# Truncated Archimedeans

In a previous post,we looked at the Platonics as portions were cut off (truncated). There are four objects that are made from further removal of edges/corners.

Unfortunately, these are not “perfect” truncations.

If you take a cuboctahedron and cut off each corner at the midpoint of each edge, you then end up with smaller triangle faces ¼th the original area and inverted and smaller squares ½ the original area and rotated 45°. You also get 12 new faces that are rectangles. This does not fit the definition of a “regular polyhedron” as rectangles are not regular polygons, they have sides that are of different lengths.

In order to get this object to be regular, you have to distort it slightly to make the rectangles into squares. Then you have a small rhombicuboctahedron. It is called this because the faces lie in the same plane as the rhombic dodecahedron, the dual of the cuboctahedron. (No one ever said that mathematicians were good at naming things.)

A better method of construction is a sort of “double truncation.” take a cube and chamfer all the edges at 45° where the cut is $$(edge length\cdot [\sqrt2-1] )$$ from each edge (Fig.1). You then truncate a second time cutting off each end of the elongated hexagons, meeting each square at the very tip of the corners, creating equilateral triangles (Fig.2).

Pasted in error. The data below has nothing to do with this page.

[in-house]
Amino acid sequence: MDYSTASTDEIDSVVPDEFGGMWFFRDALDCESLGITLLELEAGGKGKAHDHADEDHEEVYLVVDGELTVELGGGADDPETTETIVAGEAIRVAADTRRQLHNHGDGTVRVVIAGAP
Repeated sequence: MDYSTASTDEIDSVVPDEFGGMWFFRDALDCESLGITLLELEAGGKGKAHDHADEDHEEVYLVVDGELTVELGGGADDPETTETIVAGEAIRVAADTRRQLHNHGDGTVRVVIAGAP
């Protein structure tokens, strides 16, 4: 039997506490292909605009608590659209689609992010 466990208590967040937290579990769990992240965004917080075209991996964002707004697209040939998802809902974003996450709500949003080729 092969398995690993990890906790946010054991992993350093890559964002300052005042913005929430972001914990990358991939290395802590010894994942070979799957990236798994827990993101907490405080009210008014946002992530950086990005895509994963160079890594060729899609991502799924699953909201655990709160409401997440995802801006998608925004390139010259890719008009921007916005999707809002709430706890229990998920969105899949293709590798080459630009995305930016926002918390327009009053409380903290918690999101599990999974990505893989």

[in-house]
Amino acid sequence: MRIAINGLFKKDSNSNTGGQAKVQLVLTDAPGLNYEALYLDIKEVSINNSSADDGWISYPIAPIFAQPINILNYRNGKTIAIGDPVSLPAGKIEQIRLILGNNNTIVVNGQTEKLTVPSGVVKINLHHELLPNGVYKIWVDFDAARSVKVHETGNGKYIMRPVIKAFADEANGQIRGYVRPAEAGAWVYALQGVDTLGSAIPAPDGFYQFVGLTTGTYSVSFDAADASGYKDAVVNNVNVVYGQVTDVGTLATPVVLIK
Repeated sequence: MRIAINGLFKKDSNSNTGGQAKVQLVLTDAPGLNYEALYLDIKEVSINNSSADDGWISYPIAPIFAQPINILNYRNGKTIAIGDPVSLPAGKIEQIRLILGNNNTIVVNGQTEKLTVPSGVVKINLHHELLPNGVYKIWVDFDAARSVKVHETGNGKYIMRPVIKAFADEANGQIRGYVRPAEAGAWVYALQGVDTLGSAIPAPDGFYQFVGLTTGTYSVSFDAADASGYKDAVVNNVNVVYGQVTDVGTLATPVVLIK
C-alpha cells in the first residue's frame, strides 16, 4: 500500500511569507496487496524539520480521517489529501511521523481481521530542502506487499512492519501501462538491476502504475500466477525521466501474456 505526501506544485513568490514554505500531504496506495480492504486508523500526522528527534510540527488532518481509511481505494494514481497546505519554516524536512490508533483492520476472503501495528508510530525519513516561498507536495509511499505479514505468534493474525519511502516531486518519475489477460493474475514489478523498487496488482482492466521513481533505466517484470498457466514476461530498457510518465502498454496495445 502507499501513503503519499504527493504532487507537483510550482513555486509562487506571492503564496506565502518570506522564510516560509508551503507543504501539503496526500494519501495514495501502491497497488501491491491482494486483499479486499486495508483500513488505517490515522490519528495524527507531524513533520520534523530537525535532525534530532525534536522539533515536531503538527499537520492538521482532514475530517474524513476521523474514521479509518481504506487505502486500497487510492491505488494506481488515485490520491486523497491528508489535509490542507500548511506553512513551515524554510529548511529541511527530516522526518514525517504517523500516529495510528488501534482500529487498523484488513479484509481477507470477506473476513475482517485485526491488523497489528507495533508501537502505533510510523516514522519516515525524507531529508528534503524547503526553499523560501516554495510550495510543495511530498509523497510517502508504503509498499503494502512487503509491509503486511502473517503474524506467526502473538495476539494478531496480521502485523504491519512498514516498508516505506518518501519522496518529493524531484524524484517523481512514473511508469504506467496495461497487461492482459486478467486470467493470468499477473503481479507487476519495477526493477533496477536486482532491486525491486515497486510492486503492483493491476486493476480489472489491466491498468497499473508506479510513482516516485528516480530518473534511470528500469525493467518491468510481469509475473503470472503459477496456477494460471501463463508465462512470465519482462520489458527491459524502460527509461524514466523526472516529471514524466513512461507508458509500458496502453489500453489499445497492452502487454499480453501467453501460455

Looking at any square face straight on, the object has the outline of a regular octagon, therefore the dihedral angle between any two squares is 135°.

 Figure 1: Cube, edge chamfered Figure 2: Small Rhombicuboctahedron Figure 3: Great Rhombicuboctahedron

Likewise, you can cut off the corners of a cuboctahedron to turn the triangle faces into hexagons and square faces into octagons, but again the new faces are rectangles, not squares. Distortion will then give you a great rhombicuboctahedron. It is also called by some a truncated cuboctahedron.

The octagon-square dihedral angle is 135°.

The white faces of both are parallel to those of an octahedron, so both can also be made from chamfering an octahedron’s edges and truncating the corners.

Another two objects can be made starting with an icosidodecahedron, instead of a cuboctahedron, the small and great rhombicosidodecahedrons and truncating appropriately.

Regardless of how you construct the objects, all faces should be regular polygons and all edges are the same length.